While his mother was at the Grandview, the cops paid Michael a visit. They interrogated him about the incident that happened at Mister G’s store. Michael lied to them and told them that he didn’t know what they were talking about. The cops were frustrated at Michael for not cooperating. His mother finally arrived and told him that he shouldn’t say anything. If the cops don’t get Frankie, God will.
Notes: The boy still doesn’t want to be labeled as a rat, concealing the truth as much as he can.
Michael asked Rabbi Hirsch to tell him more about the secrets of Judah Loew. Rabbi Hirsch told him about The Golem. He went into a great account of how everything happened in Prague during that time. The rabbi didn’t hold back into making sure that Michael knew a lot about the history of Judah Loew. Michael was happy with how the story went and was pleased that he was starting to learn a lot.
Notes: Michael was always happy whenever he learned, showing his eagerness for everything.
Michael’s head was still full of images of Prague, based on the rabbi’s stories. As he was running through a dark alley, something hit his back and he was spun and pushed towards a wall. It was Frankie McCarthy. He wasn’t happy with how Michael was spending a lot of time with a Jew. Frankie told Michael the he knew that the cops went to the Devlins’ home. He threatened Michael with a knife and told him that he knew where Michael’s mother worked.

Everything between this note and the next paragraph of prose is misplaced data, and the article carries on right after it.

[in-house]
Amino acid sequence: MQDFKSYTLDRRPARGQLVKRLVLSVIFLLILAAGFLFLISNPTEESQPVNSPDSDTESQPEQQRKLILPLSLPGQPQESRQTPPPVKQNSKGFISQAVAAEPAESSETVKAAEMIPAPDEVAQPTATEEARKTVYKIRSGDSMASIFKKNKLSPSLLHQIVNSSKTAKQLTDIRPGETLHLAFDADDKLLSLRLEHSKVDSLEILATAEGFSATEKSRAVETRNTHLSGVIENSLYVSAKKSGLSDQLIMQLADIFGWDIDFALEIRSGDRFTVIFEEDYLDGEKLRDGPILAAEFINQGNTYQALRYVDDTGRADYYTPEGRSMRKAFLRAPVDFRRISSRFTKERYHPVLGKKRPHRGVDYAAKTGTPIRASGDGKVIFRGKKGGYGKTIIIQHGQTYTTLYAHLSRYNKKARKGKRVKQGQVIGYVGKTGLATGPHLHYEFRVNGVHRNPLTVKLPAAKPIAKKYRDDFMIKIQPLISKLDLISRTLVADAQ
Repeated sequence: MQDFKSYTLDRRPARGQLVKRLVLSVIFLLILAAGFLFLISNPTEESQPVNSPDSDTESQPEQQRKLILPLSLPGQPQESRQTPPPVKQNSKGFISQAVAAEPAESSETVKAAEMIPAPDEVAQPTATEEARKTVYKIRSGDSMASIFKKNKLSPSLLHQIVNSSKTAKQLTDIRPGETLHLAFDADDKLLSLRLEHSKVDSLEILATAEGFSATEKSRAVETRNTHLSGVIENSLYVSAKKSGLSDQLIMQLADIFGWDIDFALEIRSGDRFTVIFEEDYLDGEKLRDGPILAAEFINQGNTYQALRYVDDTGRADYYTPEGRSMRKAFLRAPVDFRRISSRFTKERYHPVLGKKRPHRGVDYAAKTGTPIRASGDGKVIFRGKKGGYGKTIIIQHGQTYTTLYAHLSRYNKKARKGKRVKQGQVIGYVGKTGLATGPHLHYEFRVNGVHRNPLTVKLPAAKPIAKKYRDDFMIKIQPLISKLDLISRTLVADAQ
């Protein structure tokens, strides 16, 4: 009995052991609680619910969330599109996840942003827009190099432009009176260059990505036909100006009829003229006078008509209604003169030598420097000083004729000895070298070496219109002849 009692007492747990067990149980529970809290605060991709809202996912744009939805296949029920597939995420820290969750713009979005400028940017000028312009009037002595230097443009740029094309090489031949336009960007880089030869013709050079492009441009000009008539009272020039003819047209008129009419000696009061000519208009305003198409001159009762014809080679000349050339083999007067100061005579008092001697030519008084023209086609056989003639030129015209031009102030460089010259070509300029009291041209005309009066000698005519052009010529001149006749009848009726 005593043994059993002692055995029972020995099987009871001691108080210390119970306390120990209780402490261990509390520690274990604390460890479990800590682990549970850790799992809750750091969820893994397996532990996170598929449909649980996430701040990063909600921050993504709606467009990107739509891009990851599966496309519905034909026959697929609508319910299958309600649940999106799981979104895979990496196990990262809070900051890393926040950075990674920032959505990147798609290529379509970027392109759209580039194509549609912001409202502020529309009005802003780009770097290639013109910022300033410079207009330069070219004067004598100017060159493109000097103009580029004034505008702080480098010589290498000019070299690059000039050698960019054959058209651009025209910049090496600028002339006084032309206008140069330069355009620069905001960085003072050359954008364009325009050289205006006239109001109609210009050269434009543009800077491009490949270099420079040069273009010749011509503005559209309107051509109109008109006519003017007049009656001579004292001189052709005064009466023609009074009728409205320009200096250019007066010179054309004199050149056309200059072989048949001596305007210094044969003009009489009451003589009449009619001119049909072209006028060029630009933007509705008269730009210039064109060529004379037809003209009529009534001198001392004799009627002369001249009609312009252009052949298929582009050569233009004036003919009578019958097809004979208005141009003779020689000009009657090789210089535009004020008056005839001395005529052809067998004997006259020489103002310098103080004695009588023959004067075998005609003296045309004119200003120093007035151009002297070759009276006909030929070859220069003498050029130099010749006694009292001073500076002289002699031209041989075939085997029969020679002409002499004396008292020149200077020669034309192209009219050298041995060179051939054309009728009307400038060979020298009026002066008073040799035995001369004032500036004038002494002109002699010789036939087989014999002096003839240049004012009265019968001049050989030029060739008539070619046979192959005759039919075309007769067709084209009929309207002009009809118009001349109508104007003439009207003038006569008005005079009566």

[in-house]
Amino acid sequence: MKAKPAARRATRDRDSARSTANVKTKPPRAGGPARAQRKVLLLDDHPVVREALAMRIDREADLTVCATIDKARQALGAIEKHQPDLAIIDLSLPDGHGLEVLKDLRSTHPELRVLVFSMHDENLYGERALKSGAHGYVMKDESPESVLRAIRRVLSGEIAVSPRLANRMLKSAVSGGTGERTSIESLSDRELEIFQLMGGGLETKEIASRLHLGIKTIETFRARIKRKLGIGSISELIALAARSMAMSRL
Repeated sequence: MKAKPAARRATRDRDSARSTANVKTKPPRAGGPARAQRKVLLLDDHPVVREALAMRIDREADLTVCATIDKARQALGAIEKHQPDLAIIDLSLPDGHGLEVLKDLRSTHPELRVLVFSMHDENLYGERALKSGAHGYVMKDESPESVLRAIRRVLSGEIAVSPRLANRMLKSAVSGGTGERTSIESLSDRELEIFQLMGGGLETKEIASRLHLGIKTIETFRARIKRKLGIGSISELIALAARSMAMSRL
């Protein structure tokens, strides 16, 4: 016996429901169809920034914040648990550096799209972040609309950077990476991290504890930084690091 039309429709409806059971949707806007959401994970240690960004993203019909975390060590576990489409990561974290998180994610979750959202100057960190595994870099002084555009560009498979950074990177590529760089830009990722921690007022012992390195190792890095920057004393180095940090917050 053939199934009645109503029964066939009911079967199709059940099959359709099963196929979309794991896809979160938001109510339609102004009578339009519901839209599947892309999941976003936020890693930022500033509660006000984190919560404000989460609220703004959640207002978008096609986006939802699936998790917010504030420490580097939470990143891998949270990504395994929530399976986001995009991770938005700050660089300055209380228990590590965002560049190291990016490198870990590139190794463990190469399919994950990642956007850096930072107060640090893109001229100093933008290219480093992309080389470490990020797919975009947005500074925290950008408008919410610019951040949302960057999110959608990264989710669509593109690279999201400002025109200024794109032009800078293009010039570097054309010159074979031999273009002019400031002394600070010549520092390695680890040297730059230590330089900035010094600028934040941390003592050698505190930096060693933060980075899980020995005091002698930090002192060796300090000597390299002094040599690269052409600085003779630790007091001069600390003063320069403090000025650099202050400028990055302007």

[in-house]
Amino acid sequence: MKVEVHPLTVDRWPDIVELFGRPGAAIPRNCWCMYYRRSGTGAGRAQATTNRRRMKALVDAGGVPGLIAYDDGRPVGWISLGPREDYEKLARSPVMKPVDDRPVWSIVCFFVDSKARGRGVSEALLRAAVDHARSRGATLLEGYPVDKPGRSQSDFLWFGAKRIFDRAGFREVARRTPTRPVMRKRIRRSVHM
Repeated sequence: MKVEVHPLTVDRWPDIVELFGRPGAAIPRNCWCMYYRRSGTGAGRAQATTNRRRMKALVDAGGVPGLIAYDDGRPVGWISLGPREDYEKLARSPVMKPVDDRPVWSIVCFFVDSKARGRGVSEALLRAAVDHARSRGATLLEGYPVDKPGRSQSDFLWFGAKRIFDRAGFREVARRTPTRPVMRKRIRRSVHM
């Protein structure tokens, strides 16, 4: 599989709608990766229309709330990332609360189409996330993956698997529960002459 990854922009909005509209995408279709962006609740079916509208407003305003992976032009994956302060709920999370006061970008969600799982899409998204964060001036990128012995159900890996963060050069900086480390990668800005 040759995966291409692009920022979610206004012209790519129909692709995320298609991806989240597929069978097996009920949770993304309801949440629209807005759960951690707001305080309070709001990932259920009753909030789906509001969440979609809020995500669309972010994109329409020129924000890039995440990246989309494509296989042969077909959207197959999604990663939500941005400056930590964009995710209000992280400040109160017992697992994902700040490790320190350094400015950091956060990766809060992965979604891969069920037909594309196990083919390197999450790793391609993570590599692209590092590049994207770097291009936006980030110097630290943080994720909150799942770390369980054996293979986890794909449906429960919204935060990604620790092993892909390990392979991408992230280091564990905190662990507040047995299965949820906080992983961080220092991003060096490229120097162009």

Notes: Frankie’s terrorizing of Michael had only just begun.
During their next session, Michael and Rabbi Hirsch were making quick progress. They were able to say the words much quicker than before. The rabbi seemed like a child whenever he got excited about providing new information for the boy. The rabbi was sad because not enough Jews were coming in to the synagogue. Once the rabbi found a book he was looking for, Michael recognized a photo in the book. It was Mister G. The rabbi revealed that one of Mister G’s son wrote to him about the poor man’s condition. Michael told the rabbi about what he knew. The rabbi felt sad that Michael didn’t tell the cops anything. He told the boy that if he doesn’t say anything, he’s just as bad as the one who did the crime.
Notes: The rabbi’s morals are obvious, but he doesn’t shove it onto Michael. This is effective in helping Michael come to terms with everything that has happened and helped him make a sound decision.
Celis, Christine. "TheBestNotes on Snow In August".
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